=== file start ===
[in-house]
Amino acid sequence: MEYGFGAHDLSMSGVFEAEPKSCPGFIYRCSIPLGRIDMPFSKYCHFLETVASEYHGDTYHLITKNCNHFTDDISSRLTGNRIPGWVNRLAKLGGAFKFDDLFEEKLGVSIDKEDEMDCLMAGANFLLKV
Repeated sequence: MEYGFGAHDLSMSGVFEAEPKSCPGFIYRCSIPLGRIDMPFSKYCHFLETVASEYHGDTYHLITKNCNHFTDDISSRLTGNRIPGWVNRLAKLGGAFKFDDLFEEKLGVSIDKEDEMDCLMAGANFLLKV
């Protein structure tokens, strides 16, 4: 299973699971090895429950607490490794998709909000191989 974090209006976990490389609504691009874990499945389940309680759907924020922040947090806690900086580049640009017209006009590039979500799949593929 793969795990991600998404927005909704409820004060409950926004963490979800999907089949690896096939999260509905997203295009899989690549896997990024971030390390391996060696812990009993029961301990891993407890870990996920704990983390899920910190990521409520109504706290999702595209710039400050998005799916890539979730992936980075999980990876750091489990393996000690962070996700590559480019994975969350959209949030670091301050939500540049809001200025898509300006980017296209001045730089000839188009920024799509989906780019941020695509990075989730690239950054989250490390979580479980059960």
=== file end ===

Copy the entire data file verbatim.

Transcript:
[in-house]
Amino acid sequence: MEYGFGAHDLSMSGVFEAEPKSCPGFIYRCSIPLGRIDMPFSKYCHFLETVASEYHGDTYHLITKNCNHFTDDISSRLTGNRIPGWVNRLAKLGGAFKFDDLFEEKLGVSIDKEDEMDCLMAGANFLLKV
Repeated sequence: MEYGFGAHDLSMSGVFEAEPKSCPGFIYRCSIPLGRIDMPFSKYCHFLETVASEYHGDTYHLITKNCNHFTDDISSRLTGNRIPGWVNRLAKLGGAFKFDDLFEEKLGVSIDKEDEMDCLMAGANFLLKV
């Protein structure tokens, strides 16, 4: 299973699971090895429950607490490794998709909000191989 974090209006976990490389609504691009874990499945389940309680759907924020922040947090806690900086580049640009017209006009590039979500799949593929 793969795990991600998404927005909704409820004060409950926004963490979800999907089949690896096939999260509905997203295009899989690549896997990024971030390390391996060696812990009993029961301990891993407890870990996920704990983390899920910190990521409520109504706290999702595209710039400050998005799916890539979730992936980075999980990876750091489990393996000690962070996700590559480019994975969350959209949030670091301050939500540049809001200025898509300006980017296209001045730089000839188009920024799509989906780019941020695509990075989730690239950054989250490390979580479980059960």